Mar 142012

By Teri Walker —

As Passport Potash prepares to release a report detailing how much potash it can expect to mine in the Holbrook Basin, it is tightening up its land holdings and royalty arrangements.

Passport, a junior mining company based in Vancouver, British Columbia, and Apache Junction, has purchased the Mesa Exploration Corp.’s interests in the basin, and its NSR (net smelter return) royalties.

Mesa Exploration, also based in Vancouver, said it sold its two percent royalty and remaining interest in the Basin to Passport for $300,000. Ken Bond of Passport explained that Mesa Exploration had already sold 75 percent of its interest in the basin to Passport previously. Under its previous arrangement, Mesa would have earned two percent royalty on the potash mined from the property in which the company held an interest.

Mesa Exploration plans to use the money earned from the transaction to advance a potash project in western Utah, and as general working capital.

Bond said the property involved in the acquisition is located in the southern area of the basin, near the Hopi Tribe property. The company has been working with the Hopi Tribe to shore up relations and agreements in preparation for mine development.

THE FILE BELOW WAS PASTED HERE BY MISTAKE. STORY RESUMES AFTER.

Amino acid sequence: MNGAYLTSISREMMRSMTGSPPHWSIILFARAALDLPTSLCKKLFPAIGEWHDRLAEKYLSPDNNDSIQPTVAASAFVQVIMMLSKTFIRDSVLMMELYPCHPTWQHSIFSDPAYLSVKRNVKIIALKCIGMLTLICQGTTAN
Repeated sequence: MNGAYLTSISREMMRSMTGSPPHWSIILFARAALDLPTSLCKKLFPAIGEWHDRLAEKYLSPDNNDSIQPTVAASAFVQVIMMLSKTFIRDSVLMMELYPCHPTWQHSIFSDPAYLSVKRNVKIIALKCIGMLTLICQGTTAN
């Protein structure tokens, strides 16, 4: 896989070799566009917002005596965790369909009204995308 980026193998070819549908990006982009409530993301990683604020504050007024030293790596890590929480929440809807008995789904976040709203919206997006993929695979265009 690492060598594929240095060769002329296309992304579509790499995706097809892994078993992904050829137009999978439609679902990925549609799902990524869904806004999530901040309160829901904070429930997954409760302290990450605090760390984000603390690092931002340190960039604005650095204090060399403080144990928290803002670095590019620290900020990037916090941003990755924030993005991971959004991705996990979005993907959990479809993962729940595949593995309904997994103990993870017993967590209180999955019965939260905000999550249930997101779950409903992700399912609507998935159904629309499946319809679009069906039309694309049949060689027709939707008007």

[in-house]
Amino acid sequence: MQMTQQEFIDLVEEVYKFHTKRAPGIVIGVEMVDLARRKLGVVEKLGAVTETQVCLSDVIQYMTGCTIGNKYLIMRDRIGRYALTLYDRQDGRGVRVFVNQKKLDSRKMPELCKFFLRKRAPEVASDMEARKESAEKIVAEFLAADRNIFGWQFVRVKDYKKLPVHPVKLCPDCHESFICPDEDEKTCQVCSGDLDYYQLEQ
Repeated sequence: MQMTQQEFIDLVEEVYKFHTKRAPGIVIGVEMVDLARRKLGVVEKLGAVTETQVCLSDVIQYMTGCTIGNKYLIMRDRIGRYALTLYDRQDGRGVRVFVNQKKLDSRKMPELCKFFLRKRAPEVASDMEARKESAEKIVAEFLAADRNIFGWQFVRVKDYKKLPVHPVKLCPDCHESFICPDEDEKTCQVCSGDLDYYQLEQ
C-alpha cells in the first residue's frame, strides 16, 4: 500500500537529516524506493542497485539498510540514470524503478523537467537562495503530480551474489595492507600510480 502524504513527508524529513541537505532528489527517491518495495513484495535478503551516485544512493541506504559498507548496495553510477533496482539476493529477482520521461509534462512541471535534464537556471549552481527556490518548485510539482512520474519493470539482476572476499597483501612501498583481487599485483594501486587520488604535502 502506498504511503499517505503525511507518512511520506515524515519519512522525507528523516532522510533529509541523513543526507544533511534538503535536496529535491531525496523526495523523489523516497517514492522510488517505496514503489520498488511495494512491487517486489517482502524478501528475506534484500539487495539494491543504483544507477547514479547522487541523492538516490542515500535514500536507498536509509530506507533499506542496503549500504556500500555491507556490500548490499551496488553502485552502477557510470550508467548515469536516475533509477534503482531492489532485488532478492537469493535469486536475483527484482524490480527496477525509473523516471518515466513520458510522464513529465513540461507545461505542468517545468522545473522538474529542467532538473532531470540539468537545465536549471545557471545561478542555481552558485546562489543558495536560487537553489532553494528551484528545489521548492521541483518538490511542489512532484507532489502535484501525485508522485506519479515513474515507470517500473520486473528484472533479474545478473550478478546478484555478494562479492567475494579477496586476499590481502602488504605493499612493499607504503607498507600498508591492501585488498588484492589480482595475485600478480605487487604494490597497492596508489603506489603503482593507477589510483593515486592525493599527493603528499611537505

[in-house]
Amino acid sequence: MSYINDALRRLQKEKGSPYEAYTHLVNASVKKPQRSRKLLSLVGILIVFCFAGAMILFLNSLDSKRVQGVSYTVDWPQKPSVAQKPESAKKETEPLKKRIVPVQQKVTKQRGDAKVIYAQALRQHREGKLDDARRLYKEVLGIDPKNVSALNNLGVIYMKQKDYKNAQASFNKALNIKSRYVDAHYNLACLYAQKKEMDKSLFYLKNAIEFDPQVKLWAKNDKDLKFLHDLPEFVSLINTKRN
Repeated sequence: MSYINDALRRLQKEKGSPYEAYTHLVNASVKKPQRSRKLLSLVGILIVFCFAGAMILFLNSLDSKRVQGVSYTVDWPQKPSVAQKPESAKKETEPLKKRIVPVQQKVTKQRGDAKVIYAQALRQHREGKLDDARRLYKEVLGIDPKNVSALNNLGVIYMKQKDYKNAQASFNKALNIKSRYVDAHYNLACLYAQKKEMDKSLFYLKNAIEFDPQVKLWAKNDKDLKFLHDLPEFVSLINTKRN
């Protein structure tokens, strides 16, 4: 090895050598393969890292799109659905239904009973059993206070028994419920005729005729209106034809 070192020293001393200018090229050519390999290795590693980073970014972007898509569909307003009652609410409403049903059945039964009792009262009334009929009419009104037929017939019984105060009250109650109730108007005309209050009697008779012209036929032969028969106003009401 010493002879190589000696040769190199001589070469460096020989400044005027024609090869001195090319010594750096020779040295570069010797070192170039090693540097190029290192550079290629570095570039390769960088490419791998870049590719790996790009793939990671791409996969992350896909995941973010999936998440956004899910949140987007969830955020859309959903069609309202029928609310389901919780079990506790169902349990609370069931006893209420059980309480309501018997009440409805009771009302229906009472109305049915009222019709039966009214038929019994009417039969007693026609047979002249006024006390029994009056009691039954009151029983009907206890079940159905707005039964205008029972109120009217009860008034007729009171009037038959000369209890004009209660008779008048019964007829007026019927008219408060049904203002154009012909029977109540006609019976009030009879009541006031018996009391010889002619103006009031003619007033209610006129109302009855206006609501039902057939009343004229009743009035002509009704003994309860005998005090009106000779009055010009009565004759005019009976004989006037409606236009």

“As we prepare for the release of our 43-101 Resource Report at the end of this month, we felt it was in the best interests of the company and its shareholders to firm up our ownership interest in these properties,” said Passport President and CEO Joshua Bleak.

Passport has begun its second round of drilling in the basin in an effort to gather additional information about the potash deposits under its 81,315 acres of land holdings.

Until it unveils its resource estimate later this month, the company cannot make any firm statements about whether it will ultimately develop a mine in the Holbrook Basin, and how much potash it expects to extract each year, although in a recent community forum, Bleak said he anticipates a Passport-operated mine might yield about two million tons per year.

Potash is a mineral that is used primarily in the production of fertilizer.